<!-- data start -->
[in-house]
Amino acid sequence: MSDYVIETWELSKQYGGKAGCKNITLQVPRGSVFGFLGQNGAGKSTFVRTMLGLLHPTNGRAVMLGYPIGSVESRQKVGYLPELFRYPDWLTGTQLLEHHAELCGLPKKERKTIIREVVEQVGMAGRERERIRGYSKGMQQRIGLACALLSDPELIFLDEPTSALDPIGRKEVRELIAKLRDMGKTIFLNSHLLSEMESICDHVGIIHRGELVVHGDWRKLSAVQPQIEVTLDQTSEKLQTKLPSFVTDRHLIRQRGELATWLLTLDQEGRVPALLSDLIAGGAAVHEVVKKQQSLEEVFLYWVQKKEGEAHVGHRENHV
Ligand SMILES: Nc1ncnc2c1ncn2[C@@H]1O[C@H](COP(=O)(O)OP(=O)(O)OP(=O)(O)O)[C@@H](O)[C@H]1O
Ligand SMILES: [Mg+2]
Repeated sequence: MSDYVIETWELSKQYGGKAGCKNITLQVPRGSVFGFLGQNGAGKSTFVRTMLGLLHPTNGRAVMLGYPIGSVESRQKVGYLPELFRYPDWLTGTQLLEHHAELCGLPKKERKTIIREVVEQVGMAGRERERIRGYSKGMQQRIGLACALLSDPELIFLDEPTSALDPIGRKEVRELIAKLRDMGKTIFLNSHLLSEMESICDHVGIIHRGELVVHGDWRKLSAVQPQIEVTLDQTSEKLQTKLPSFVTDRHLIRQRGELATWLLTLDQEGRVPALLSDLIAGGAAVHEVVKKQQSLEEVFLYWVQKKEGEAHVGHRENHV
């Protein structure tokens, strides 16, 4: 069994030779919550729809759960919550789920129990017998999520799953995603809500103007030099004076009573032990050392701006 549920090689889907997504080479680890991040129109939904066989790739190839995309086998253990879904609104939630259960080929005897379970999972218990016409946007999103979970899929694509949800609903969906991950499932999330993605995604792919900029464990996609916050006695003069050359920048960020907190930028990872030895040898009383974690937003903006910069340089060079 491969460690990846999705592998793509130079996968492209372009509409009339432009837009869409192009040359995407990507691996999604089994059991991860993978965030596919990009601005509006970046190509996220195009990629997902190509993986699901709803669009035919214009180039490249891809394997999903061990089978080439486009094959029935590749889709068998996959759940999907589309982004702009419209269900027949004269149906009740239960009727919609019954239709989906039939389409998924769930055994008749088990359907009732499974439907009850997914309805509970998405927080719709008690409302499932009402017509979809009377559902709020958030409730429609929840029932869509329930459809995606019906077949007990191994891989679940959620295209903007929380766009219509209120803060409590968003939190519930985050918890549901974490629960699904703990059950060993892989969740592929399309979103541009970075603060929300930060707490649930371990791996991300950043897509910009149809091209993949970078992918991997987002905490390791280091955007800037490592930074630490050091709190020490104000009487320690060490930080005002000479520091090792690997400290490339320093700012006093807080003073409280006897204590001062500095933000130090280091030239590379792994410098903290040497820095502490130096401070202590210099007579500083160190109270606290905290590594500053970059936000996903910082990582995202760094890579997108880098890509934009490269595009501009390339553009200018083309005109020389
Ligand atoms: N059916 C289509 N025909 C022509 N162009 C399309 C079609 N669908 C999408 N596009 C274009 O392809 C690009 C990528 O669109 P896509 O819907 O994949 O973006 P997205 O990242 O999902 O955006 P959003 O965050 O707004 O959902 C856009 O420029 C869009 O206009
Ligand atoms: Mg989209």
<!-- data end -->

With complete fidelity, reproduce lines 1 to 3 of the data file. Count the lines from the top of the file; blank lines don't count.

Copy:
[in-house]
Amino acid sequence: MSDYVIETWELSKQYGGKAGCKNITLQVPRGSVFGFLGQNGAGKSTFVRTMLGLLHPTNGRAVMLGYPIGSVESRQKVGYLPELFRYPDWLTGTQLLEHHAELCGLPKKERKTIIREVVEQVGMAGRERERIRGYSKGMQQRIGLACALLSDPELIFLDEPTSALDPIGRKEVRELIAKLRDMGKTIFLNSHLLSEMESICDHVGIIHRGELVVHGDWRKLSAVQPQIEVTLDQTSEKLQTKLPSFVTDRHLIRQRGELATWLLTLDQEGRVPALLSDLIAGGAAVHEVVKKQQSLEEVFLYWVQKKEGEAHVGHRENHV
Ligand SMILES: Nc1ncnc2c1ncn2[C@@H]1O[C@H](COP(=O)(O)OP(=O)(O)OP(=O)(O)O)[C@@H](O)[C@H]1O